"We are doing this for people living in Lithuania who have come from abroad, as well as for our people who have left abroad, for example, women who marry foreigners and have children and then face with various legal problems," the prime minister told the Žinių Radijas news radio on Thursday morning. "We need to look into this deeper as we live in a global word and there's no betrayal here."
On the last day of its spring session, the Seimas had decided to postpone the name spelling issue until the fall.
The Lithuanian Seimas' Legal Affairs Committee has already backed the use of Latin alphabet letters for the spelling of names and surnames of Lithuanian citizens in ID documents.
The committee suggests ensuring that Lithuanian Republic citizens should be allowed to spell their name and surname using Latin letters if their name is spelled using Latin letters in the source document. The source document might, for example, be the passport of a foreigner married to a Lithuanian woman.
Meanwhile the State Commission of the Lithuanian Language reiterated its position that letters q, w and x could only be used for the spelling of names of Lithuanian citizens married to foreigners, their children and foreigners who gained Lithuanian citizenship.
An alternative bill on the spelling of names in ID documents has also been presented to the parliament, allowing the original name spelling only on a separate passport page. Lawmakers have also registered several alternatives to the Social Democratic bill but they were subsequently rejected by the Legal Affairs Committee.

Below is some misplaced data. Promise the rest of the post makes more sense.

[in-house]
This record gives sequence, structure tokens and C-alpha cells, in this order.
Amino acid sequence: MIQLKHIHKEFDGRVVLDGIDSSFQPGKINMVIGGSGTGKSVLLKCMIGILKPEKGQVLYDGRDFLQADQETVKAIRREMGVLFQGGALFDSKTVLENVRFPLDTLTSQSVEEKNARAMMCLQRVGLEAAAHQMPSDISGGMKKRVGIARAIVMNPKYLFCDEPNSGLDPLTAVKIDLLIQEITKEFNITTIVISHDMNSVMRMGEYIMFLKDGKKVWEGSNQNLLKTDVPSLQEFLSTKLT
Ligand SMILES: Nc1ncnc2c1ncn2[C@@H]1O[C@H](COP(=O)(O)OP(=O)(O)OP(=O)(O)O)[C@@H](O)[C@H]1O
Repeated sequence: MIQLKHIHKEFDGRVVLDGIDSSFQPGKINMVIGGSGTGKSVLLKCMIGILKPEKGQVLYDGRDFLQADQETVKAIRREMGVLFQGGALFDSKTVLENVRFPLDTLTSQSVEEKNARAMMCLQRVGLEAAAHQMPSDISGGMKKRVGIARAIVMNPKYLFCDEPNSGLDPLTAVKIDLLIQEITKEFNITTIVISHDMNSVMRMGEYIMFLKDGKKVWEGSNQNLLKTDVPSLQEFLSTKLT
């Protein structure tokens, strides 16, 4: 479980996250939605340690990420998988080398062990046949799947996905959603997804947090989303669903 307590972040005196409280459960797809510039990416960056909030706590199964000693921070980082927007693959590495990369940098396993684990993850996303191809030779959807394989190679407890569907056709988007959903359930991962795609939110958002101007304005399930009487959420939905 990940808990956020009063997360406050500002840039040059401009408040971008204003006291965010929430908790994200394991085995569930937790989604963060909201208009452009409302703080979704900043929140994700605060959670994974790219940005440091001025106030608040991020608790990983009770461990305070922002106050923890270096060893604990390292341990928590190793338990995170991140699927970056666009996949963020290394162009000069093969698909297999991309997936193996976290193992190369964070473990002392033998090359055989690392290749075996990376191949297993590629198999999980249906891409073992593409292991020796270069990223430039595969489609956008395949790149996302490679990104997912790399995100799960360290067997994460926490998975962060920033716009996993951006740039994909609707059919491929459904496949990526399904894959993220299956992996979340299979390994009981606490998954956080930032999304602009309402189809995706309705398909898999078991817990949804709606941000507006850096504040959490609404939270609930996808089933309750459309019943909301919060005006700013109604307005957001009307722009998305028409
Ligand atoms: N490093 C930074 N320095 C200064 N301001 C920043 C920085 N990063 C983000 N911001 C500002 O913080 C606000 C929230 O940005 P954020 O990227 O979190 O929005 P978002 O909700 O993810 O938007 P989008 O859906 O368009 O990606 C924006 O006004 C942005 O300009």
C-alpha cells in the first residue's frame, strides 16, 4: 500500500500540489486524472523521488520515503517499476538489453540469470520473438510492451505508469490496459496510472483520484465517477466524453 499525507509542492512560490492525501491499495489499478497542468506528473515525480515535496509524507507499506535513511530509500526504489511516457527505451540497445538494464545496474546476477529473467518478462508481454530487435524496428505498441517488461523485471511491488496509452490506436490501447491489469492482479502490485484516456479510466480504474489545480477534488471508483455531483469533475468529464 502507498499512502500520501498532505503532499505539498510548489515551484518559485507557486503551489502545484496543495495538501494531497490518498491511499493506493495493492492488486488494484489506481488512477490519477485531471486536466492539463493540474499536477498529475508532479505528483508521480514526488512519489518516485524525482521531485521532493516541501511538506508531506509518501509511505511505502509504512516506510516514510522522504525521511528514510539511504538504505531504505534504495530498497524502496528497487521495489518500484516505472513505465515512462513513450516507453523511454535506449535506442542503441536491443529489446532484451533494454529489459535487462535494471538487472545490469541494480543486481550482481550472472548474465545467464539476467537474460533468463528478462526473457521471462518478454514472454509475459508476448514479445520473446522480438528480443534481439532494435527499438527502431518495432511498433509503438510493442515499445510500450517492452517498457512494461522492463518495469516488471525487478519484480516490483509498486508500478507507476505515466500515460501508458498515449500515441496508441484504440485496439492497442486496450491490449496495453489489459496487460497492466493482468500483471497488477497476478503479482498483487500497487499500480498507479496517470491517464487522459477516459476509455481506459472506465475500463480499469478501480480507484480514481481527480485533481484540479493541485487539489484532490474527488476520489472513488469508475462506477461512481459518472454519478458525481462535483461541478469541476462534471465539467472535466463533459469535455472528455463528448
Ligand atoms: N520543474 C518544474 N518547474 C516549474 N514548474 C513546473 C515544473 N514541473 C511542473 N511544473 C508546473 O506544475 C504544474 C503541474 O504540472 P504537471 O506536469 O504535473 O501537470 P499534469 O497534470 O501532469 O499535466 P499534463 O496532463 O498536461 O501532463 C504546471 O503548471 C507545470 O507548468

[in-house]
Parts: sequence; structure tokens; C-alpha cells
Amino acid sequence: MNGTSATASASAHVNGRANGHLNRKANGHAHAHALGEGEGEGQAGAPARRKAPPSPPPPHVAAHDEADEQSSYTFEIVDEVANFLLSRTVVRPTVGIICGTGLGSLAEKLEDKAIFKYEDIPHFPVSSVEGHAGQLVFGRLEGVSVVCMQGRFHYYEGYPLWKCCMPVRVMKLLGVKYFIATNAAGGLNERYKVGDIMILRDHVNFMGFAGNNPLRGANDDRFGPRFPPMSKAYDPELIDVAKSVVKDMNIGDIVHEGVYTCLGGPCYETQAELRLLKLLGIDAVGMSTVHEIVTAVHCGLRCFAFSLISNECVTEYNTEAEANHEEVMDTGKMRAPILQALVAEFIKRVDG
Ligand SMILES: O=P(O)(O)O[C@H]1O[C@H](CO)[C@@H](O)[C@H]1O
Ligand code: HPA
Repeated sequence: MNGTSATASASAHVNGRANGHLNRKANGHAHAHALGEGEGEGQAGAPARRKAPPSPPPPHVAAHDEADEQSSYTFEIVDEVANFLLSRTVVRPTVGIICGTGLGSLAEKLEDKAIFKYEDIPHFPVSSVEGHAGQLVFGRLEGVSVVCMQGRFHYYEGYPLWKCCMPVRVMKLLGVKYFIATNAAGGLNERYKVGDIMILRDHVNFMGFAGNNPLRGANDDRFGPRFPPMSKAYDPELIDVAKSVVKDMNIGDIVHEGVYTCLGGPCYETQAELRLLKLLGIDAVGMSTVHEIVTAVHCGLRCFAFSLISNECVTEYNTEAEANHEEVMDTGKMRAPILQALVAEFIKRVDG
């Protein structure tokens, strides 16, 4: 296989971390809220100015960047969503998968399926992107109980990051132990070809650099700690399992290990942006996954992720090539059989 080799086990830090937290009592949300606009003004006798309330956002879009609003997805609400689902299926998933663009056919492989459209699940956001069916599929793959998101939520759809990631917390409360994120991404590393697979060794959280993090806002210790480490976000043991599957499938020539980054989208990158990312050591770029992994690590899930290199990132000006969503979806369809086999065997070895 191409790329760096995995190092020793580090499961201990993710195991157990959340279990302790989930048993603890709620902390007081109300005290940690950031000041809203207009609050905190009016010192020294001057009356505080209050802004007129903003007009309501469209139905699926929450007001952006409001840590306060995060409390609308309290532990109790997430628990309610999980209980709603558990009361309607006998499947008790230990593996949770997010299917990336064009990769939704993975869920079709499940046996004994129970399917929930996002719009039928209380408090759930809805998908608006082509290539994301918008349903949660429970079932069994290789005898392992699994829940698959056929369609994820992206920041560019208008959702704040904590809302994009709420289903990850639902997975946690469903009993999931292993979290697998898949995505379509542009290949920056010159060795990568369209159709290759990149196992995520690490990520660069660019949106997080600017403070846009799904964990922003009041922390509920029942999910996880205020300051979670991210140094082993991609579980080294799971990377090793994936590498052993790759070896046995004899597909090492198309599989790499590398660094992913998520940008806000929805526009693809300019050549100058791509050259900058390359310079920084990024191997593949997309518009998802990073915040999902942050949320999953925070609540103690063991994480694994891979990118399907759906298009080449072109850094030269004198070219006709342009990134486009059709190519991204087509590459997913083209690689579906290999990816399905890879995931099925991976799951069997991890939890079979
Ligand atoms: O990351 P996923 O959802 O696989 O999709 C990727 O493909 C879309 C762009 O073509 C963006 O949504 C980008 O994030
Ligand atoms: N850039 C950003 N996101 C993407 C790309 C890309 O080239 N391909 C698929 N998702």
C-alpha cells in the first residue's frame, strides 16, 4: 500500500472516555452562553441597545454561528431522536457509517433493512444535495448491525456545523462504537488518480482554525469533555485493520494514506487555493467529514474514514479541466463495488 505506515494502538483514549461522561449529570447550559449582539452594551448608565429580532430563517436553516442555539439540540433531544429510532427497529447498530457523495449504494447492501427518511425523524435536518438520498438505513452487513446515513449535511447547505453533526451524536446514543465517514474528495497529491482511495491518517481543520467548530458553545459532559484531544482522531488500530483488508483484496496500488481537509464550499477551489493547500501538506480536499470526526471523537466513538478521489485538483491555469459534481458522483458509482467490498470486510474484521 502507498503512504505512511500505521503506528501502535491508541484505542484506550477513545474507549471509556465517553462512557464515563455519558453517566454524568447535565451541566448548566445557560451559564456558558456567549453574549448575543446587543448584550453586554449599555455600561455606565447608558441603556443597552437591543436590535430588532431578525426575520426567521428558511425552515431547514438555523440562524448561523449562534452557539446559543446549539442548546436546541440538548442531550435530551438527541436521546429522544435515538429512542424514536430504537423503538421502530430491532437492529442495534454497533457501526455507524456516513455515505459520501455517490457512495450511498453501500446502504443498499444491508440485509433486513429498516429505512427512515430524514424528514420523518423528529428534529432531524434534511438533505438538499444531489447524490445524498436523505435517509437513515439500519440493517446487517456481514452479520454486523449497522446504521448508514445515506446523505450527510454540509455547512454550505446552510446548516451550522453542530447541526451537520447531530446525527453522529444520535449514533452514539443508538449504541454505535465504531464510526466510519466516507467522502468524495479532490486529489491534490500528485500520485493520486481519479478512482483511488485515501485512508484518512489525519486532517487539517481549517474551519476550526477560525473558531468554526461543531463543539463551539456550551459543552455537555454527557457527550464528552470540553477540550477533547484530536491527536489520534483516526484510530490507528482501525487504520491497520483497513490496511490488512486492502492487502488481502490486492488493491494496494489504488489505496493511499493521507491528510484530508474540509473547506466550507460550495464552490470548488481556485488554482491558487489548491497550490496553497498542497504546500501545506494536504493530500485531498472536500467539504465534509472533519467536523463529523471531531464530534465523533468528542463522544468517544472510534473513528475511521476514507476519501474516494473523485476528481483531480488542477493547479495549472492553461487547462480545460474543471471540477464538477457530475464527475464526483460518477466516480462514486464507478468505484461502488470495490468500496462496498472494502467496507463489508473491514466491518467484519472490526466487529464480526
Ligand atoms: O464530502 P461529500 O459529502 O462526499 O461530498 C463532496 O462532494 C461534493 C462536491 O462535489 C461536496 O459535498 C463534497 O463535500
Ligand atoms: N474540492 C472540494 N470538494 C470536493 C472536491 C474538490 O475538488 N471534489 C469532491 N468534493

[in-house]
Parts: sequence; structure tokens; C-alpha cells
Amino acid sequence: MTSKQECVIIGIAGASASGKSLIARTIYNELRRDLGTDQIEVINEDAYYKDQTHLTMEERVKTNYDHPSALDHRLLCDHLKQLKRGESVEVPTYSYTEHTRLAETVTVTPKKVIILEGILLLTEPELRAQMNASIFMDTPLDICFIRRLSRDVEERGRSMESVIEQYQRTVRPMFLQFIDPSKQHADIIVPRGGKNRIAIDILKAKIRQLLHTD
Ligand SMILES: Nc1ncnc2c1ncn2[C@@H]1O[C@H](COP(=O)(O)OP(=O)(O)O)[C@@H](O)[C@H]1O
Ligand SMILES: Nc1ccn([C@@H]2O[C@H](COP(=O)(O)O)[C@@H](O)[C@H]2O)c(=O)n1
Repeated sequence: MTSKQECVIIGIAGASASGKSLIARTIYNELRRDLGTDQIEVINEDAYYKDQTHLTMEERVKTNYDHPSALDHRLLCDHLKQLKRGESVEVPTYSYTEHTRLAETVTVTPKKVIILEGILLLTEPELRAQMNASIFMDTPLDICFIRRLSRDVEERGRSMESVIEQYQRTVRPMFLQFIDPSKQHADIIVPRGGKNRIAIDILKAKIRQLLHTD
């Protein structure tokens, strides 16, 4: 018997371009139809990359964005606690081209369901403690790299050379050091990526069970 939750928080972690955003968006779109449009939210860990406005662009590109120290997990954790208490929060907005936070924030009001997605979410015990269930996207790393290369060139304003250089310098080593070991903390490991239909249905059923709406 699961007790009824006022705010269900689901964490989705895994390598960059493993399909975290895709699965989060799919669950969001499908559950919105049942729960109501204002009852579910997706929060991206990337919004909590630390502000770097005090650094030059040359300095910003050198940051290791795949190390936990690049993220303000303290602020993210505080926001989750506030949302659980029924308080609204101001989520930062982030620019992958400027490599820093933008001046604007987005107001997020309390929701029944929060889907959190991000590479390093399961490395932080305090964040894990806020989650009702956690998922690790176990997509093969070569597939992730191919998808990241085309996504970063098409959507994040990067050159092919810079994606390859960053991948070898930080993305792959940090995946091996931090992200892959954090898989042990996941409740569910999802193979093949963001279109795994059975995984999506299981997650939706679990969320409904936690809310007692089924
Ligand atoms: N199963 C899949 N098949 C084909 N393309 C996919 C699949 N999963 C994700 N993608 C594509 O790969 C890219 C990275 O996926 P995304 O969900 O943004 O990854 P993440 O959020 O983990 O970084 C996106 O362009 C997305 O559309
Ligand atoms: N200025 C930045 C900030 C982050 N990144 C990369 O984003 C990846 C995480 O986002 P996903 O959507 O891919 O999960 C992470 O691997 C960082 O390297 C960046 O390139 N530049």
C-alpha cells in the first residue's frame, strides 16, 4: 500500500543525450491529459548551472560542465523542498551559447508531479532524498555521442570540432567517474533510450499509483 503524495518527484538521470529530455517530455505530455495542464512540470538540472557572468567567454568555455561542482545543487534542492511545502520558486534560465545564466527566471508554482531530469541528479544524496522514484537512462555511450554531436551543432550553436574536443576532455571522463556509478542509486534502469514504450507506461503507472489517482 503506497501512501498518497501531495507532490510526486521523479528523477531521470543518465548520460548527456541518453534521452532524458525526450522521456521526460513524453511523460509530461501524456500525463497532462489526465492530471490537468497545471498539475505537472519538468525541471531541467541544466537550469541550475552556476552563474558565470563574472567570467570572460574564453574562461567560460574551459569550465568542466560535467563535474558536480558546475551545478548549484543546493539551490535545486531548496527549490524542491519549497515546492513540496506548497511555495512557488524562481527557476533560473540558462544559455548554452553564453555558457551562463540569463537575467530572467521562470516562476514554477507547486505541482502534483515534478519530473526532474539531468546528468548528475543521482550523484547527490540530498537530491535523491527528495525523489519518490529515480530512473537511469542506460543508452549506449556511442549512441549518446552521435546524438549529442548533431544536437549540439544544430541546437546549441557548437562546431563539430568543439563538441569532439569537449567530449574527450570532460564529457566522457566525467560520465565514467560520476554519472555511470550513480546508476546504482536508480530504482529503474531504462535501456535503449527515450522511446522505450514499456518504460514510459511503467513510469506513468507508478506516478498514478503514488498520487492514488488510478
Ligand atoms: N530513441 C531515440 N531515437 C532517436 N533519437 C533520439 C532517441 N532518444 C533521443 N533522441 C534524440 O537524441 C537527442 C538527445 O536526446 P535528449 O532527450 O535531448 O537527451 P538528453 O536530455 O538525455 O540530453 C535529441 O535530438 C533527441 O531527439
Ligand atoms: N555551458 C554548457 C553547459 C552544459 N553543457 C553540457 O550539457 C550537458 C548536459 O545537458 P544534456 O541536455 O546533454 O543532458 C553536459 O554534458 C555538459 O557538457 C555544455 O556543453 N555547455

Current laws stipulate that last names of all Lithuanian citizens can only be spelled in characters of the Lithuanian alphabet which does not include letters w, x or q. Supporters of the amendments maintain that this causes problems for Lithuanians who marry foreign nationals.
Politicians of the Polish community in Lithuania and their supporters in Poland have long been asking to allow Polish letters in the last names of Polish speakers, an issue that has been emerging in the bilateral Lithuanian-Polish relations.
Critics say that non-Lithuanian characters would undermine the status of the Lithuanian language as the official language and, furthermore, can cause trouble in reading non-Lithuanian last names.
The government pledged back in 2012 to resolve the name spelling issue, as well as the spelling of streets and locations and areas populated by minorities, and has since then set several deadlines which were subsequently moved.
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